I encountered the following sentence in a book.


Okay, I guess the meaning is easy enough: I asked him if he would come tonight. This の, however, was a slight surprise. Grammatically speaking, since it comes after 来る, it has to be nominalization of some kind. But I have no idea why か would require any kind of nominalization when it’s used for indirect speech questions.

In fact, if I had to say something like this, I would most likely say:


Or even just:


I thought of three (rather unsatisfying) explanations. First one: の (or のか) is a common interrogation particle in casual speech, so one could say to a close friend: 今晩来るの(か)? However, I highly doubt that the の in the sentence is this kind of の, since it does not sound like direct speech is quoted (at all).

My second idea would be that this の is an emphatic particle, just like when we end a sentence with のだ・んだ. But why use it here? I have no idea.

The third option is regular nominalization, which is used here for some reason. So the sentence would be (literally): I asked him if the fact that he will come is. But then, why would this structure be used at all?


1 Answer 1


This の is the same thing with のだ, as in your second option. The third one is partially correct too, since the expression would be literally translated "it is that".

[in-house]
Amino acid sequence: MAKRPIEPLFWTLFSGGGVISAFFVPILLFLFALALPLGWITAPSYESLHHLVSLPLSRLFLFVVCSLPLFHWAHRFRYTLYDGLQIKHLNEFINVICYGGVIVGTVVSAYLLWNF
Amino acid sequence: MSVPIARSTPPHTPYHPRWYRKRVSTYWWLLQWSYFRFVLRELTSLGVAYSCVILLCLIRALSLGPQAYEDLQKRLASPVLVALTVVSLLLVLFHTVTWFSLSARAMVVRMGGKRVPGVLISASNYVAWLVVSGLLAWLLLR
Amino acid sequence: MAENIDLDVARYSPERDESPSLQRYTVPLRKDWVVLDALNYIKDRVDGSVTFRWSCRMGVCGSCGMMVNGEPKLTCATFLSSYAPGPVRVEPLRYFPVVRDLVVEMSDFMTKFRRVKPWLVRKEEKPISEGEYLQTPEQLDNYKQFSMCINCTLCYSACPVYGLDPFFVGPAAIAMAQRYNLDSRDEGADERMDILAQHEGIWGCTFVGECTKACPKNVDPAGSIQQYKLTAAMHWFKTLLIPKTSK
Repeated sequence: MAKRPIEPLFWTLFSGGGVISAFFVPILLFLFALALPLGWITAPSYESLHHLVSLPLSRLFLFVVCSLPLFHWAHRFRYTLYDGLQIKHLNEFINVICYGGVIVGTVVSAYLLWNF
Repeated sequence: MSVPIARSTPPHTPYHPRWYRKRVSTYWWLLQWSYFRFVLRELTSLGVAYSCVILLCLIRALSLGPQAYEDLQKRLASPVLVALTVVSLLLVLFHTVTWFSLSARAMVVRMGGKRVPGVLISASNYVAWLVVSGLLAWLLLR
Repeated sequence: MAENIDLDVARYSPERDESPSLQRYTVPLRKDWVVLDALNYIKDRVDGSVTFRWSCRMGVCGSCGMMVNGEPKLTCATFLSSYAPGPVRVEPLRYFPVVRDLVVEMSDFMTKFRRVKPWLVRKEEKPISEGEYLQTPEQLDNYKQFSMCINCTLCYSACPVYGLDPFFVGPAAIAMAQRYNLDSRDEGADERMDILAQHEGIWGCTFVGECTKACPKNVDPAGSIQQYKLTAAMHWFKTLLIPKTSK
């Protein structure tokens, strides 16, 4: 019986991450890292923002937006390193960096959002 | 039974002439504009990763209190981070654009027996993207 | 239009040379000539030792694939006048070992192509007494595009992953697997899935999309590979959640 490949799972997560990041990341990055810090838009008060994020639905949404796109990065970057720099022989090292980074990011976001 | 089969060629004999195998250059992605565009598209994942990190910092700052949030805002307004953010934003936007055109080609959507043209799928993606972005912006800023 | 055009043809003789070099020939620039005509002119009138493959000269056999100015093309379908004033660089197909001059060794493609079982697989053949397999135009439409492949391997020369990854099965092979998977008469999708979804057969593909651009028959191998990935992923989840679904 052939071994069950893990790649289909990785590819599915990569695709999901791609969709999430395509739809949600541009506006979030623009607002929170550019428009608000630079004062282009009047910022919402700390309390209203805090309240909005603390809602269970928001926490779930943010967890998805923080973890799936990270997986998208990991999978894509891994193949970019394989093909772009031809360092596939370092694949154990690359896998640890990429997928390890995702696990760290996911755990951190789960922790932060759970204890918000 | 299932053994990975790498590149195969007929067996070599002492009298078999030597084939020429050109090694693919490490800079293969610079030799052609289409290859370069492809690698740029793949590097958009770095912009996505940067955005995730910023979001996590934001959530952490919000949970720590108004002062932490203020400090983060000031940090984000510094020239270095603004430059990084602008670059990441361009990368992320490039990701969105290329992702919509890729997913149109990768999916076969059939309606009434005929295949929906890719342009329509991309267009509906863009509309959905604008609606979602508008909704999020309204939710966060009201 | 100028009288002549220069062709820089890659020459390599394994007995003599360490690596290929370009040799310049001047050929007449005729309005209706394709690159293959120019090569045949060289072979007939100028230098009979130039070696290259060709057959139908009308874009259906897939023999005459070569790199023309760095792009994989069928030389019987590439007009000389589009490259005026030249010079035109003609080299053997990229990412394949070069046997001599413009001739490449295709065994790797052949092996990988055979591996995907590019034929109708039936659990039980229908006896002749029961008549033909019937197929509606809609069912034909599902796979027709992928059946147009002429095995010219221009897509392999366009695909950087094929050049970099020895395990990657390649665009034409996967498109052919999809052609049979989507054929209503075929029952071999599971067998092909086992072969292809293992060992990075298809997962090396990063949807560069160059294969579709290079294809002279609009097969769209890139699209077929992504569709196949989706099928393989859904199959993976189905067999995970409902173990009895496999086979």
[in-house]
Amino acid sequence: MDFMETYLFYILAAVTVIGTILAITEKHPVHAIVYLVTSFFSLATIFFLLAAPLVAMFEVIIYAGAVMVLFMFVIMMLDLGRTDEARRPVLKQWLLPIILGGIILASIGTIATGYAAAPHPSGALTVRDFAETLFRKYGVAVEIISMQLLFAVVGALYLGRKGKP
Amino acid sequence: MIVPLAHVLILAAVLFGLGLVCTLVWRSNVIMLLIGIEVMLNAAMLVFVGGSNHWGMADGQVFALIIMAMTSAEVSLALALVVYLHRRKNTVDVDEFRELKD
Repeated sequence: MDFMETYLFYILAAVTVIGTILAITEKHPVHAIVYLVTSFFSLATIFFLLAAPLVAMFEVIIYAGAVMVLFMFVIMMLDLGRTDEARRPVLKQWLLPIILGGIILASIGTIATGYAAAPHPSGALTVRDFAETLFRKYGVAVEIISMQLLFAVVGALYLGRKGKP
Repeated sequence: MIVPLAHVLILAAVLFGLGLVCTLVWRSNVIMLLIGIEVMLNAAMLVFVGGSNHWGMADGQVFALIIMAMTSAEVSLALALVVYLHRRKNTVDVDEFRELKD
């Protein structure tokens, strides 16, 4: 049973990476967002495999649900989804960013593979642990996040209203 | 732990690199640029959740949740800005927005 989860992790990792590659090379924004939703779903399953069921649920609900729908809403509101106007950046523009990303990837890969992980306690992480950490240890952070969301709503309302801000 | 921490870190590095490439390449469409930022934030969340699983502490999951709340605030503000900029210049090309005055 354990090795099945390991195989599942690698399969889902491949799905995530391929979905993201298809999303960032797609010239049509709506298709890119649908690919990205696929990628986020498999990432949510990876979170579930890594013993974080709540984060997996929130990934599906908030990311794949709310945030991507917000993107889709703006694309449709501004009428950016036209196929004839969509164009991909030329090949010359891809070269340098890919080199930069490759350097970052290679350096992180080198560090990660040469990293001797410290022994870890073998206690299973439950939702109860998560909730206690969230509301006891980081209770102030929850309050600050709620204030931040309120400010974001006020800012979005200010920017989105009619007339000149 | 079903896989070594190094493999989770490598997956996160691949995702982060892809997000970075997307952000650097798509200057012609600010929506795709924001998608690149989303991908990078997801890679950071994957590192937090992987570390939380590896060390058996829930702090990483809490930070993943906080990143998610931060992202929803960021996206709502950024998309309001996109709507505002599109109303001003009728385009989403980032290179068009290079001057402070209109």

The usage of のだ (non-question form of のか) has been a hot topic of debate, despite, or because of its generality among Japanese utterance. The currently widely agreed formulation is that using のだ indicates "relation" or "reference" to existing shared premises in the context. This is a fairly vague idea, but if you limit the scope down to のだ with yes-no question, the explanation would be greatly simplified.

The simple yes-no question V(ますか)? asks the trueness of the fact, while のだ-fied yes-no question Vの(ですか)? that of the judgment.

For example:

(You bring a bag of liquorice candies in front of your friends, and say...)
○ 食べる? Do you (wanna) eat?
× 食べるの? You (wanna) eat, is it true?

(You start to eat them by yourself, then notice that one of your friends is staring at you...)
○ 食べる? Do you (wanna) eat?
○ 食べるの? You (wanna) eat, is it true (i.e. what I see in your face)?

(Finally they say they want to try them...)
× 食べる? Do you (wanna) eat?
○ 食べるの? You (wanna) eat, is it true (i.e. what I hear)?

So, the implication of 彼に今晩来るのか聞いた is that you asked him in order to know if you'd be able to take his attendance for granted for an already-known schedule. Of course, it has little difference with 来るか(どうか)聞いた in usual situations.

One thing is that using のだ in indirect speech doesn't necessarily reflect that the speaker uses the word in real conversation, because the context base may vary depending on the hearer:

Okay, then I ask him if he'll come to the party tonight.

☎「もしもーし、今晩パーティーやるんだけど、来る(× の)?」
Hello, we gonna have a party tonight. Are you coming?


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